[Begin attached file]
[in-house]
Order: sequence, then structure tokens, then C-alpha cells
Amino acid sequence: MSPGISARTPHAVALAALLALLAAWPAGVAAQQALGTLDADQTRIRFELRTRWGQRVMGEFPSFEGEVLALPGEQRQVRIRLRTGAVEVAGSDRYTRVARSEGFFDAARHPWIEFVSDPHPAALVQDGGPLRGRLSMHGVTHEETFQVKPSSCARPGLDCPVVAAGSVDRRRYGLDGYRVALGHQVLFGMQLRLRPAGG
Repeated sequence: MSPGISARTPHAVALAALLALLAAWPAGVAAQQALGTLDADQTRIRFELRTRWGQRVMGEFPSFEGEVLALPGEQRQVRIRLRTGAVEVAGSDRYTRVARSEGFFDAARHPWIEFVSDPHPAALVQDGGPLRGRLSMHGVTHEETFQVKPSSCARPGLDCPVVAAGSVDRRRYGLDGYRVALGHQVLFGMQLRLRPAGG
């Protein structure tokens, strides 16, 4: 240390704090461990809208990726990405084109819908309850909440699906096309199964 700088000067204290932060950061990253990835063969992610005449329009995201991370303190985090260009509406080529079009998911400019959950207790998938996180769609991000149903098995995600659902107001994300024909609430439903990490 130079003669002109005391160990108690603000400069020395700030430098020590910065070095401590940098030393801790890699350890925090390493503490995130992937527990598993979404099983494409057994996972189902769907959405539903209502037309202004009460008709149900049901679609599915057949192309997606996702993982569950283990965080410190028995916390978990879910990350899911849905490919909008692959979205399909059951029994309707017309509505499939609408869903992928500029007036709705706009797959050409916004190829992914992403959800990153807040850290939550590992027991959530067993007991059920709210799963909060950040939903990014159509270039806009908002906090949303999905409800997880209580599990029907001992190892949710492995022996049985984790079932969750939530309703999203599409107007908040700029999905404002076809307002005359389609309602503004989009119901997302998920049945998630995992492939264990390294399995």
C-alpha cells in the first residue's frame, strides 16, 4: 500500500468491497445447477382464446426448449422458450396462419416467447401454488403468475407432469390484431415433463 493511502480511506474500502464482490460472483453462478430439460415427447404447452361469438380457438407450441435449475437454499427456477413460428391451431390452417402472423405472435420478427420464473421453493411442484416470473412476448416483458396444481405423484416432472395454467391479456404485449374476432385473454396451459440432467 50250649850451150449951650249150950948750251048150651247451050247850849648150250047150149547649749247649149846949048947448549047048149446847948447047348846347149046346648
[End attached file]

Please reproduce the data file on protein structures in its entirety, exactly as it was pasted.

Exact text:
[in-house]
Order: sequence, then structure tokens, then C-alpha cells
Amino acid sequence: MSPGISARTPHAVALAALLALLAAWPAGVAAQQALGTLDADQTRIRFELRTRWGQRVMGEFPSFEGEVLALPGEQRQVRIRLRTGAVEVAGSDRYTRVARSEGFFDAARHPWIEFVSDPHPAALVQDGGPLRGRLSMHGVTHEETFQVKPSSCARPGLDCPVVAAGSVDRRRYGLDGYRVALGHQVLFGMQLRLRPAGG
Repeated sequence: MSPGISARTPHAVALAALLALLAAWPAGVAAQQALGTLDADQTRIRFELRTRWGQRVMGEFPSFEGEVLALPGEQRQVRIRLRTGAVEVAGSDRYTRVARSEGFFDAARHPWIEFVSDPHPAALVQDGGPLRGRLSMHGVTHEETFQVKPSSCARPGLDCPVVAAGSVDRRRYGLDGYRVALGHQVLFGMQLRLRPAGG
């Protein structure tokens, strides 16, 4: 240390704090461990809208990726990405084109819908309850909440699906096309199964 700088000067204290932060950061990253990835063969992610005449329009995201991370303190985090260009509406080529079009998911400019959950207790998938996180769609991000149903098995995600659902107001994300024909609430439903990490 130079003669002109005391160990108690603000400069020395700030430098020590910065070095401590940098030393801790890699350890925090390493503490995130992937527990598993979404099983494409057994996972189902769907959405539903209502037309202004009460008709149900049901679609599915057949192309997606996702993982569950283990965080410190028995916390978990879910990350899911849905490919909008692959979205399909059951029994309707017309509505499939609408869903992928500029007036709705706009797959050409916004190829992914992403959800990153807040850290939550590992027991959530067993007991059920709210799963909060950040939903990014159509270039806009908002906090949303999905409800997880209580599990029907001992190892949710492995022996049985984790079932969750939530309703999203599409107007908040700029999905404002076809307002005359389609309602503004989009119901997302998920049945998630995992492939264990390294399995």
C-alpha cells in the first residue's frame, strides 16, 4: 500500500468491497445447477382464446426448449422458450396462419416467447401454488403468475407432469390484431415433463 493511502480511506474500502464482490460472483453462478430439460415427447404447452361469438380457438407450441435449475437454499427456477413460428391451431390452417402472423405472435420478427420464473421453493411442484416470473412476448416483458396444481405423484416432472395454467391479456404485449374476432385473454396451459440432467 50250649850451150449951650249150950948750251048150651247451050247850849648150250047150149547649749247649149846949048947448549047048149446847948447047348846347149046346648